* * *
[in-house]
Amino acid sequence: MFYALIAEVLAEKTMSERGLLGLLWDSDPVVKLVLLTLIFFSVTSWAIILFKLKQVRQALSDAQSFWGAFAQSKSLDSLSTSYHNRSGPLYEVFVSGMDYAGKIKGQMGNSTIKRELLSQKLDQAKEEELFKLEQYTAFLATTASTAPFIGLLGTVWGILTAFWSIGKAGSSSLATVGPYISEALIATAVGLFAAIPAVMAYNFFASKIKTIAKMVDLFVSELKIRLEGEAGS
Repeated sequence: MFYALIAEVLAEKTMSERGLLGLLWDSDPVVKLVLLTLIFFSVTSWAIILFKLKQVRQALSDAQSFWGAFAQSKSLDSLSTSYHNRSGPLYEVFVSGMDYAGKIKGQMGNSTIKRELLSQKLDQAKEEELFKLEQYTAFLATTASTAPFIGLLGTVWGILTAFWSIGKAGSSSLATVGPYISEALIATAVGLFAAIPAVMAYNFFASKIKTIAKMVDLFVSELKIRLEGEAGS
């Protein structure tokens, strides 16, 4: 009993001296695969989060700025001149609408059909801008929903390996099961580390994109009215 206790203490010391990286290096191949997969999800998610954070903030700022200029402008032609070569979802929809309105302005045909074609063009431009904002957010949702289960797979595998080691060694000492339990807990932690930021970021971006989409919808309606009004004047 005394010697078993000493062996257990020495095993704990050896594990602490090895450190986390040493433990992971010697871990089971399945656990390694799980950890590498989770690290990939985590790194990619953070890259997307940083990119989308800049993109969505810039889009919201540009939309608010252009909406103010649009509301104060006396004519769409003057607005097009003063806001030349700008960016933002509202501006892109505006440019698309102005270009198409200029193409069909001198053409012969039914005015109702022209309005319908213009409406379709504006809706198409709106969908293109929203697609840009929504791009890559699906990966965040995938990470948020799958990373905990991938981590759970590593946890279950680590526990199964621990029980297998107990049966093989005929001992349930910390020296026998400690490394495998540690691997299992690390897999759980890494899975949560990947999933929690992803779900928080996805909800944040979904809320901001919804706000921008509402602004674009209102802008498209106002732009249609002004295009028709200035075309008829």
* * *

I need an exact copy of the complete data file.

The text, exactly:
[in-house]
Amino acid sequence: MFYALIAEVLAEKTMSERGLLGLLWDSDPVVKLVLLTLIFFSVTSWAIILFKLKQVRQALSDAQSFWGAFAQSKSLDSLSTSYHNRSGPLYEVFVSGMDYAGKIKGQMGNSTIKRELLSQKLDQAKEEELFKLEQYTAFLATTASTAPFIGLLGTVWGILTAFWSIGKAGSSSLATVGPYISEALIATAVGLFAAIPAVMAYNFFASKIKTIAKMVDLFVSELKIRLEGEAGS
Repeated sequence: MFYALIAEVLAEKTMSERGLLGLLWDSDPVVKLVLLTLIFFSVTSWAIILFKLKQVRQALSDAQSFWGAFAQSKSLDSLSTSYHNRSGPLYEVFVSGMDYAGKIKGQMGNSTIKRELLSQKLDQAKEEELFKLEQYTAFLATTASTAPFIGLLGTVWGILTAFWSIGKAGSSSLATVGPYISEALIATAVGLFAAIPAVMAYNFFASKIKTIAKMVDLFVSELKIRLEGEAGS
């Protein structure tokens, strides 16, 4: 009993001296695969989060700025001149609408059909801008929903390996099961580390994109009215 206790203490010391990286290096191949997969999800998610954070903030700022200029402008032609070569979802929809309105302005045909074609063009431009904002957010949702289960797979595998080691060694000492339990807990932690930021970021971006989409919808309606009004004047 005394010697078993000493062996257990020495095993704990050896594990602490090895450190986390040493433990992971010697871990089971399945656990390694799980950890590498989770690290990939985590790194990619953070890259997307940083990119989308800049993109969505810039889009919201540009939309608010252009909406103010649009509301104060006396004519769409003057607005097009003063806001030349700008960016933002509202501006892109505006440019698309102005270009198409200029193409069909001198053409012969039914005015109702022209309005319908213009409406379709504006809706198409709106969908293109929203697609840009929504791009890559699906990966965040995938990470948020799958990373905990991938981590759970590593946890279950680590526990199964621990029980297998107990049966093989005929001992349930910390020296026998400690490394495998540690691997299992690390897999759980890494899975949560990947999933929690992803779900928080996805909800944040979904809320901001919804706000921008509402602004674009209102802008498209106002732009249609002004295009028709200035075309008829």